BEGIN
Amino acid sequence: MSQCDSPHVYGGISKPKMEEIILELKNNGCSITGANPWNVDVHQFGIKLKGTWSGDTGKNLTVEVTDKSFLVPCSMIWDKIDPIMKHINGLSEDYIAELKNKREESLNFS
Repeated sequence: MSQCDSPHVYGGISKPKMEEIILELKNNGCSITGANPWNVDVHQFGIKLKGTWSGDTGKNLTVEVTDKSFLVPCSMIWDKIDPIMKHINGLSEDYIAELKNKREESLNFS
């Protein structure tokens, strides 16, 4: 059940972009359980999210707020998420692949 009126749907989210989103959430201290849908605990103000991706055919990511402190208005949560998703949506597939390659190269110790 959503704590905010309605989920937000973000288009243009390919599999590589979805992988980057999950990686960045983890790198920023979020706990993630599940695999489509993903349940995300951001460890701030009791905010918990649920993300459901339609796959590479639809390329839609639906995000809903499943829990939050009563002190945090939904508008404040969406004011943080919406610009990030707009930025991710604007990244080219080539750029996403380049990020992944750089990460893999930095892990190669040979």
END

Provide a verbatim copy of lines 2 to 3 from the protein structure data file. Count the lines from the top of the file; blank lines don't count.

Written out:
Repeated sequence: MSQCDSPHVYGGISKPKMEEIILELKNNGCSITGANPWNVDVHQFGIKLKGTWSGDTGKNLTVEVTDKSFLVPCSMIWDKIDPIMKHINGLSEDYIAELKNKREESLNFS
């Protein structure tokens, strides 16, 4: 059940972009359980999210707020998420692949 009126749907989210989103959430201290849908605990103000991706055919990511402190208005949560998703949506597939390659190269110790 959503704590905010309605989920937000973000288009243009390919599999590589979805992988980057999950990686960045983890790198920023979020706990993630599940695999489509993903349940995300951001460890701030009791905010918990649920993300459901339609796959590479639809390329839609639906995000809903499943829990939050009563002190945090939904508008404040969406004011943080919406610009990030707009930025991710604007990244080219080539750029996403380049990020992944750089990460893999930095892990190669040979």